The job that ate up speechwriters

Barbara Leimsner, recognized and honored for editing Canada Post’s employee magazine, takes on the job of writing speeches. Video

Barbara Leimsner, recognized and honored for editing Canada Post’s employee magazine, takes on the job of writing speeches

In 2006, after 20 years at Canada Post, 15 of them as head of employee publications, Barbara Leimsner was going into a new job within that organization. A job so fraught with pitfalls, she says, that when she told people what she was going to be doing, “I could see the pity in their faces.”

“I was told that if my boss used 30 percent of what I wrote, I would be doing very well,” she remembers. “That was not my definition of success.”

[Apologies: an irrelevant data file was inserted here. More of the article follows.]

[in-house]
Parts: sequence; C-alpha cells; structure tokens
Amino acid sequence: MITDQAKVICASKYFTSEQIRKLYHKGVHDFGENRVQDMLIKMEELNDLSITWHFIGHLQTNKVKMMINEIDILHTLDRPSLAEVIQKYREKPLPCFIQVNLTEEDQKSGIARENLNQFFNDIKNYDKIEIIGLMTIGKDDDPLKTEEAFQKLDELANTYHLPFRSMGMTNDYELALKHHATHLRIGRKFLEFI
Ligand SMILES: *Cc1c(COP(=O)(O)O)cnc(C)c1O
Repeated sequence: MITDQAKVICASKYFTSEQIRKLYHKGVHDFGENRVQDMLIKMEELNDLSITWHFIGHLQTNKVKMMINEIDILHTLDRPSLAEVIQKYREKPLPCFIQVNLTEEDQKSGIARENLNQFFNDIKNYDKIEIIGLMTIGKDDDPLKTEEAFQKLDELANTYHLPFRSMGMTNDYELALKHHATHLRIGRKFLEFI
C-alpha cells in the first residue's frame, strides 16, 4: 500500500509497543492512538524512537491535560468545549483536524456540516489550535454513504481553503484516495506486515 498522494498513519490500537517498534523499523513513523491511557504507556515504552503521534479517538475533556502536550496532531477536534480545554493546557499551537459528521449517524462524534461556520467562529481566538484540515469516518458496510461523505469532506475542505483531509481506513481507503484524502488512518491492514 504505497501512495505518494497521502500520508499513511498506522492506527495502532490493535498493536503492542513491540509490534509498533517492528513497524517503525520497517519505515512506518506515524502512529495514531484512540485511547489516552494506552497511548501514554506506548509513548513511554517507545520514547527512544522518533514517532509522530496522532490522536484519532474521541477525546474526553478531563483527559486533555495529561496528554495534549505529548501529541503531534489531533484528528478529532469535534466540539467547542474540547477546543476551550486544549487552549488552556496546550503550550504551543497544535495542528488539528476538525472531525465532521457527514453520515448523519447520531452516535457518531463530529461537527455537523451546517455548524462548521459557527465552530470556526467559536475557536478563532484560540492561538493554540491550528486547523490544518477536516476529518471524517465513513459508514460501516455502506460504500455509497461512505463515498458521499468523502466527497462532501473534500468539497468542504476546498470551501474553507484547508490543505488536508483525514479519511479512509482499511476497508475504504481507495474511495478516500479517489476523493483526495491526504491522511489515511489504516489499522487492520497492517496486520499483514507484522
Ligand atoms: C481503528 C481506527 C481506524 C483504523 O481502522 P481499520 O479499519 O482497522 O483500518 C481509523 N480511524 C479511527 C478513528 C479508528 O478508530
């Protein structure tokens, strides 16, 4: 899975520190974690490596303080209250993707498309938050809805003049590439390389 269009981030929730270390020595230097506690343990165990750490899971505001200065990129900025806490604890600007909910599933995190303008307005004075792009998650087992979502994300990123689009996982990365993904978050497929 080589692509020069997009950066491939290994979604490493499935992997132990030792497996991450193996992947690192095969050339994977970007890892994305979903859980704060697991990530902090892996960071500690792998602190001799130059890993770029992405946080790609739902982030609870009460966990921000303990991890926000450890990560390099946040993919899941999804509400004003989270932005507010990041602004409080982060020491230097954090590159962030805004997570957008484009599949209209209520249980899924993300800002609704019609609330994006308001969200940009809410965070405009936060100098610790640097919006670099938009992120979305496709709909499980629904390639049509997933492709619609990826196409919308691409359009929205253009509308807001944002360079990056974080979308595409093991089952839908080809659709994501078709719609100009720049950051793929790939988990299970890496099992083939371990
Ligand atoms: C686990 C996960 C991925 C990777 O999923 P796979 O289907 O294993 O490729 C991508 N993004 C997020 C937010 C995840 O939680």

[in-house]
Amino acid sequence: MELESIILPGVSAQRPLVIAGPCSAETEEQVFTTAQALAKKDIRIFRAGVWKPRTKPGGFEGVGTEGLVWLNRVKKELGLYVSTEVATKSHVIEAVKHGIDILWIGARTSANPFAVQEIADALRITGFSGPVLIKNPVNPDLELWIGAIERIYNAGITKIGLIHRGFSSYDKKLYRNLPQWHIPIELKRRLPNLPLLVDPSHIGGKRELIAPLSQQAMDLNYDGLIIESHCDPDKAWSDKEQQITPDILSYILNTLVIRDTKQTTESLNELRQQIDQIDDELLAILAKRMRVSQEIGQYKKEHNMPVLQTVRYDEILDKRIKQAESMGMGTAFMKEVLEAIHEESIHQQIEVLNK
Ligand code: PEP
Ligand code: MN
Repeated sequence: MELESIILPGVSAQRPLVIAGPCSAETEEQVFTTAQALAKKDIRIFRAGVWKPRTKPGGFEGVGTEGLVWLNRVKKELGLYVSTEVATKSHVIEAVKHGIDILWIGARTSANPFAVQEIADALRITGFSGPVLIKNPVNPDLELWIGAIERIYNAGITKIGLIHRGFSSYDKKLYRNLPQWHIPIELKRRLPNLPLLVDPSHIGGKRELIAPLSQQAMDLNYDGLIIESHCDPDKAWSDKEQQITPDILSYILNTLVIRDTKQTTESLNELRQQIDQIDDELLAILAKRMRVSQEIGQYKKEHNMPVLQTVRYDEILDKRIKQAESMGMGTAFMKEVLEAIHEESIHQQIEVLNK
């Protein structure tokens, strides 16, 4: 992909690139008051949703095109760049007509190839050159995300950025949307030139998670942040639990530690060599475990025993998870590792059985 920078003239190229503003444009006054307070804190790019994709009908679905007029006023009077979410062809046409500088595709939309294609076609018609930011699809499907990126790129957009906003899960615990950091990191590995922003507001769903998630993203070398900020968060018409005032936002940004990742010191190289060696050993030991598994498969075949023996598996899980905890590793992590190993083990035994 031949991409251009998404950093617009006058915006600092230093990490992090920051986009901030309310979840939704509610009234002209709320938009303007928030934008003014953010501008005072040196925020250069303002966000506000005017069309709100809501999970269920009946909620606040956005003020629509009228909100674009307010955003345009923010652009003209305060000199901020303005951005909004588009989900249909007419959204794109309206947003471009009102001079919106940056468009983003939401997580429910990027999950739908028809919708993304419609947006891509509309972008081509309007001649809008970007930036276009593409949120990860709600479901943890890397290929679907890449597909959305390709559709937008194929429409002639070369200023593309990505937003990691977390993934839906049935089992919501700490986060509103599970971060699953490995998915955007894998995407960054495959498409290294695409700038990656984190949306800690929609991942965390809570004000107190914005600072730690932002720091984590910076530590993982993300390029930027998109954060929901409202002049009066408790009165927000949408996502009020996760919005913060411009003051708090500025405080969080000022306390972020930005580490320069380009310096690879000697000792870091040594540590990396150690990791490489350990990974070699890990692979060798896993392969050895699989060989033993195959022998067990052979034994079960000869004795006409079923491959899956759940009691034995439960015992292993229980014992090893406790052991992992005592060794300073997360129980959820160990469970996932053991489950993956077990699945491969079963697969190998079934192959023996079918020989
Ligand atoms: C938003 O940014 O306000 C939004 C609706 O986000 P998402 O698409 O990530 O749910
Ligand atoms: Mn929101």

Her new job? Speechwriter for the first woman CEO of Canada Post, Moya Greene, and a dozen senior vice presidents.

Greene’s reputation as a demanding boss was well-earned. In the first months of her tenure, Greene auditioned and rejected the writing samples of no fewer than eight speechwriters brought in from the outside.

Leimsner wasn’t even in the running for this job then. “The grapevine had it that her response to most of the draft speeches she was given by these outsiders was ‘Who wrote this crap?’”

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